- The Washington Times - Monday, June 14, 2004

The Bush administration has pledged to eliminate special security checks imposed on men entering the United States from a list of mainly Muslim countries considered a risk for terrorism.

“Our long-term goal,” senior homeland security official Asa Hutchinson told Arab-American leaders Friday, “is to treat [all visitors] the same way, and not based on where you come from.”

Mr. Hutchinson also distinguished the approach of the Homeland Security Department from those of other parts of the administration, notably Attorney General John Ashcroft’s Justice Department.

Under the National Security Entry-Exit Registration System, introduced in November 2002, men holding visas from one of 25 listed nations — including the Muslim-majority nations of Yemen, Pakistan, Saudi Arabia, Libya and Iran — have had to be fingerprinted, photographed and interviewed at U.S. ports of entry.

Until December, immigrants from listed nations also had to re-register with immigration officials every year they stayed in the United States.

Immigration officials apparently were unprepared for the volume. Some immigrants had to wait in line for many hours to register.

Officials were accused of leading a “fishing expedition” after thousands of men with minor irregularities in their immigration status, but no suspected link to terrorism, were detained and subjected to deportation proceedings.

Mr. Hutchinson, who is undersecretary for border and transportation security at the Department of Homeland Security, said the annual registration element of the registration system had been suspended in December and that the next step would be to eliminate the port of entry procedures.

“It is our intention to end [the National Security Entry-Exit Registration System] altogether,” he told the 21st national convention of the American-Arab Anti-Discrimination Committee in Crystal City.

He said that the introduction of U.S.-VISIT (United States Visitor and Immigrant Status Indicator Technology) — which he called “unbiased technology” — would eliminate the need for special procedures because all visa holders would be photographed and fingerprinted upon entry to biometrically confirm their identities.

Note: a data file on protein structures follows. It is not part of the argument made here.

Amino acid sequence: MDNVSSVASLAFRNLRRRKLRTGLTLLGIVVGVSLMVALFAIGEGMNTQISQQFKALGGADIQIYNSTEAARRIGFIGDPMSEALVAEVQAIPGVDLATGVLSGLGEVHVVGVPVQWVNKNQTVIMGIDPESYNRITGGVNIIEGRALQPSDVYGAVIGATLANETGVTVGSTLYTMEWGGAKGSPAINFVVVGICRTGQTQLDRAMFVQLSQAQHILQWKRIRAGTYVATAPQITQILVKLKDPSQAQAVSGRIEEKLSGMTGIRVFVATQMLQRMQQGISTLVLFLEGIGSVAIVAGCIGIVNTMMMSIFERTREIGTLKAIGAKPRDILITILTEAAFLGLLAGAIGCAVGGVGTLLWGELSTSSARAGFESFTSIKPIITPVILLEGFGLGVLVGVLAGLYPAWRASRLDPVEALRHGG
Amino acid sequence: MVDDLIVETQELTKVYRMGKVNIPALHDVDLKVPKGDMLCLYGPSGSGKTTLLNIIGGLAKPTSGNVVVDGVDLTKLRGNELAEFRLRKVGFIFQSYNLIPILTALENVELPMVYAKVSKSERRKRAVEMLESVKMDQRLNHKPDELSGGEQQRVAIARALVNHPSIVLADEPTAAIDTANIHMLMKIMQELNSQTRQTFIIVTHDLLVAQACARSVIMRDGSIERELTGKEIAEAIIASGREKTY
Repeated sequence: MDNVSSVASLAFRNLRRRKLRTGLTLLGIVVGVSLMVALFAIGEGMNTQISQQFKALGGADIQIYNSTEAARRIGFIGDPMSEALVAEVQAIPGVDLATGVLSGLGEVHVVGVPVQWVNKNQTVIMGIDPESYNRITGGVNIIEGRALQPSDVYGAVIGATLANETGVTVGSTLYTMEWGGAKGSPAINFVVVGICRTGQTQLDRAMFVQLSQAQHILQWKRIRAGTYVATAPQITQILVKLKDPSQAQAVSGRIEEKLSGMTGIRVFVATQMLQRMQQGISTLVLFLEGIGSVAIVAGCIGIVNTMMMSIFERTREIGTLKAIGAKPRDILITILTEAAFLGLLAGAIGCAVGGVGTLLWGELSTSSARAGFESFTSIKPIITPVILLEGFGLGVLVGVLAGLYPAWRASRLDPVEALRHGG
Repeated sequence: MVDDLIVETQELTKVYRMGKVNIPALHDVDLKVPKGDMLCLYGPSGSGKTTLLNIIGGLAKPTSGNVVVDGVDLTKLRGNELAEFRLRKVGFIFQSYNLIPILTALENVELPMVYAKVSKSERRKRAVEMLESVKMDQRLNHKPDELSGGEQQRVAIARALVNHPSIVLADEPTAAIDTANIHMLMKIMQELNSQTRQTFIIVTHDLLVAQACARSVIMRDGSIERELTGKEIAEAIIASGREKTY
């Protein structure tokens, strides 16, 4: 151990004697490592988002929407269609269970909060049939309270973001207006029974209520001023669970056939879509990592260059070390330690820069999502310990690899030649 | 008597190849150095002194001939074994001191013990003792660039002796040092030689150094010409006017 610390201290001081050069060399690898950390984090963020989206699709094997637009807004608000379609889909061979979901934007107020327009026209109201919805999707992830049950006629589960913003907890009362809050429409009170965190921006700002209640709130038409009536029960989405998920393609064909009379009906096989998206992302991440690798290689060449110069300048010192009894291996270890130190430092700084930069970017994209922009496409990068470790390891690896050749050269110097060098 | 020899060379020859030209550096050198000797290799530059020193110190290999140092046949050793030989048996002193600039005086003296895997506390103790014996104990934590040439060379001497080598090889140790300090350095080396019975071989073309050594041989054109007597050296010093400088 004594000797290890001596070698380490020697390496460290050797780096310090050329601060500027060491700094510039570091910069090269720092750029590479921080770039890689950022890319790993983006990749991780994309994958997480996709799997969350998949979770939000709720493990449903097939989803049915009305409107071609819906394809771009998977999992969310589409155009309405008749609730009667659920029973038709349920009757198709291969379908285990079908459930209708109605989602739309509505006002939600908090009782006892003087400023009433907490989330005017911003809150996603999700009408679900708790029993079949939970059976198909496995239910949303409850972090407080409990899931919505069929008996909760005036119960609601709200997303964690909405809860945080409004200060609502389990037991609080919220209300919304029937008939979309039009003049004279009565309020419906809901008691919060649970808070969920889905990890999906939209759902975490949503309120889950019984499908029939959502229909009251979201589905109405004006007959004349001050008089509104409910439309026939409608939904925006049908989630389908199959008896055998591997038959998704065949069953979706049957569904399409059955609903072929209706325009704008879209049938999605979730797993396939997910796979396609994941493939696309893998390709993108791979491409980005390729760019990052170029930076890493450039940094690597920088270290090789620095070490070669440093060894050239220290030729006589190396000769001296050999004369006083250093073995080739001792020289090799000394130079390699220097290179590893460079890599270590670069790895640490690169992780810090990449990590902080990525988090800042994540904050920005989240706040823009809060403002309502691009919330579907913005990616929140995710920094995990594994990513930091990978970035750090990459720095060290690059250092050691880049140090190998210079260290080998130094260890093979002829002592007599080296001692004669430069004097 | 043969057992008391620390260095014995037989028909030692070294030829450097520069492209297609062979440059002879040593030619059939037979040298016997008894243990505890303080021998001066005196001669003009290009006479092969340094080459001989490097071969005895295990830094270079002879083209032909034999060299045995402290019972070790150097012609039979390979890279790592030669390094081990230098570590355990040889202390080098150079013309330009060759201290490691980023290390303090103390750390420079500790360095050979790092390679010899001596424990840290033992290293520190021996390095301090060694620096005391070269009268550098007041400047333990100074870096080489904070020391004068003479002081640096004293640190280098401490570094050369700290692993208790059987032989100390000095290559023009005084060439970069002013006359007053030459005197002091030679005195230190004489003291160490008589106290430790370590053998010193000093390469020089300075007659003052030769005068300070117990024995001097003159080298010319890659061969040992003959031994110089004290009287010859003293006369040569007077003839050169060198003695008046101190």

Officials said the entry-exit registration system probably would be eliminated next year, as U.S.-VISIT is expanded from airports and major seaports to all points of entry, including land crossings.

“By the end of 2005, when U.S.-VISIT is fully in place, there would really be no need for any additional procedures,” said homeland security spokesman Bill Strassberger.

Intelligence officials with the Department of Homeland Security — who declined to be named or quoted — have said they think al-Qaeda is seeking to recruit U.S. citizens and passport holders from countries that would not arouse an immediate suspicion of a terrorist link.

Mr. Strassberger said the need to respond to changing al-Qaeda tactics was part of the reasoning behind the decision to eliminate the current system. “Our continuing fight against terrorism is going to be increasingly based on intelligence that allows us to know who might be a threat,” he said.

Mr. Hutchinson promised there would be no repeat of the immigration detentions that occurred after September 11, 2001.

“We will review every case where another agency requests detention based on association with terrorists,” he said. “There will be no blanket detention.”

Homeland security officials said the entry-exit registration system was a Justice Department program and that by canceling it, Mr. Hutchinson was demonstrating that the new department was taking a different approach.

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